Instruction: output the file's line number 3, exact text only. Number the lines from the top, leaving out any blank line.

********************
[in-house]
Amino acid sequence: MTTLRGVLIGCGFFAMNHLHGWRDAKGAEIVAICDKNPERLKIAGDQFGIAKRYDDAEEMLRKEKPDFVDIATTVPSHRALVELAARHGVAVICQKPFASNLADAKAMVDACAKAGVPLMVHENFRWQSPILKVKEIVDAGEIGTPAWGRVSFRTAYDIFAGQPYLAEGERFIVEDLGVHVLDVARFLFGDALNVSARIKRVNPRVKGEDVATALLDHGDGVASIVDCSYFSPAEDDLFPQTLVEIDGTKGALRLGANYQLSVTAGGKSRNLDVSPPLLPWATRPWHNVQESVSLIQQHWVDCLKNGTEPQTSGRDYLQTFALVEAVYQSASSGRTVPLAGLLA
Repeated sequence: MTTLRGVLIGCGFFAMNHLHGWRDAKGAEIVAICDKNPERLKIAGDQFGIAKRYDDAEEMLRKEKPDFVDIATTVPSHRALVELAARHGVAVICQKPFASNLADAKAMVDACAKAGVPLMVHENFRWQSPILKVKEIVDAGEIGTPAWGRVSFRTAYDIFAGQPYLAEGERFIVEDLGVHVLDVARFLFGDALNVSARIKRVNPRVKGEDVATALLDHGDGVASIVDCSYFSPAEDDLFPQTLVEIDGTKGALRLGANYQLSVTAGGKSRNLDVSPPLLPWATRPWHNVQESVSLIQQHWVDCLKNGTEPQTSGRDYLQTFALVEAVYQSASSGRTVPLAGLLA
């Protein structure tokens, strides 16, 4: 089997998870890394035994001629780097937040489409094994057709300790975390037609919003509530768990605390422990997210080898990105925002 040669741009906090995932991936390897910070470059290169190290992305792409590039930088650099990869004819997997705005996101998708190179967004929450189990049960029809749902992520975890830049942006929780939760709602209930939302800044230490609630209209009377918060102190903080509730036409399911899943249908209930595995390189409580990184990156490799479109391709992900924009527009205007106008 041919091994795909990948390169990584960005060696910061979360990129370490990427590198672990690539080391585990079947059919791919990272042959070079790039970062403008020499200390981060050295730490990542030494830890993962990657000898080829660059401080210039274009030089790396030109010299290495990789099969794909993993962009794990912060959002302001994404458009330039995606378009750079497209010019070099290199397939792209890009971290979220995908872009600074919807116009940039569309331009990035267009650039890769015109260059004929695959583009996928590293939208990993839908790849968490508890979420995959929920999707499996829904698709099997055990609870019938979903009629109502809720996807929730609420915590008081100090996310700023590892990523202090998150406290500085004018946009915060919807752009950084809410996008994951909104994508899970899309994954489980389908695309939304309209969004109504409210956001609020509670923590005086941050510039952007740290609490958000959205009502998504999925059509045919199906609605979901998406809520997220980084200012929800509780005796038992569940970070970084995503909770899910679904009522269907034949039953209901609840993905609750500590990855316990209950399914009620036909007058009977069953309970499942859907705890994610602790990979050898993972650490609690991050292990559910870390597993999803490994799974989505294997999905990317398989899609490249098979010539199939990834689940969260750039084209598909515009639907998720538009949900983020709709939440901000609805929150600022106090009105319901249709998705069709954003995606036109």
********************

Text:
Repeated sequence: MTTLRGVLIGCGFFAMNHLHGWRDAKGAEIVAICDKNPERLKIAGDQFGIAKRYDDAEEMLRKEKPDFVDIATTVPSHRALVELAARHGVAVICQKPFASNLADAKAMVDACAKAGVPLMVHENFRWQSPILKVKEIVDAGEIGTPAWGRVSFRTAYDIFAGQPYLAEGERFIVEDLGVHVLDVARFLFGDALNVSARIKRVNPRVKGEDVATALLDHGDGVASIVDCSYFSPAEDDLFPQTLVEIDGTKGALRLGANYQLSVTAGGKSRNLDVSPPLLPWATRPWHNVQESVSLIQQHWVDCLKNGTEPQTSGRDYLQTFALVEAVYQSASSGRTVPLAGLLA